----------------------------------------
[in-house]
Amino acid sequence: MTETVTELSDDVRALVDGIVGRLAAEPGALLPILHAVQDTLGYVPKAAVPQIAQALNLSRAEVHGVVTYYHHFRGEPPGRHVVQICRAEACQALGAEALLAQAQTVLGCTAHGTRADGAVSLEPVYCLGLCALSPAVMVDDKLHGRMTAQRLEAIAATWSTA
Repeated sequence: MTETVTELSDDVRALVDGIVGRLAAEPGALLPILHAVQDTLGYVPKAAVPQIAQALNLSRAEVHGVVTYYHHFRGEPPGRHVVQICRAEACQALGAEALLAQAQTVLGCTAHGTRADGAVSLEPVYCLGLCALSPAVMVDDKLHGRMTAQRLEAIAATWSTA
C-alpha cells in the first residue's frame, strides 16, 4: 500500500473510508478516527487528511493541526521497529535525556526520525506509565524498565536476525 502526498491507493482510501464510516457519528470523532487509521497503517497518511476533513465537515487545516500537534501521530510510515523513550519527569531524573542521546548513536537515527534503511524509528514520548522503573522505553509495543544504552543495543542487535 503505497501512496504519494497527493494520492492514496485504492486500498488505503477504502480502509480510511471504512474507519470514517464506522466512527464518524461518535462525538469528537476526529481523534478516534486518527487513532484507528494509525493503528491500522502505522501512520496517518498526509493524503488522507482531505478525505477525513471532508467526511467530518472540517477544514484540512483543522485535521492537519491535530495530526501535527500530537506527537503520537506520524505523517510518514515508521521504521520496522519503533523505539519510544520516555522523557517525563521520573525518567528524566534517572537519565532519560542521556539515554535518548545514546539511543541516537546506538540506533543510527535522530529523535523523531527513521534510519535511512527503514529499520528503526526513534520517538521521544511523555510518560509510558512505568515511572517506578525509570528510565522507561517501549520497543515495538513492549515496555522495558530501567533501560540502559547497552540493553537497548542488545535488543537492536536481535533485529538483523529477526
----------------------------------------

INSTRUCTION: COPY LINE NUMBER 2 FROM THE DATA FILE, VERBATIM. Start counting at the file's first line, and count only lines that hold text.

Amino acid sequence: MTETVTELSDDVRALVDGIVGRLAAEPGALLPILHAVQDTLGYVPKAAVPQIAQALNLSRAEVHGVVTYYHHFRGEPPGRHVVQICRAEACQALGAEALLAQAQTVLGCTAHGTRADGAVSLEPVYCLGLCALSPAVMVDDKLHGRMTAQRLEAIAATWSTA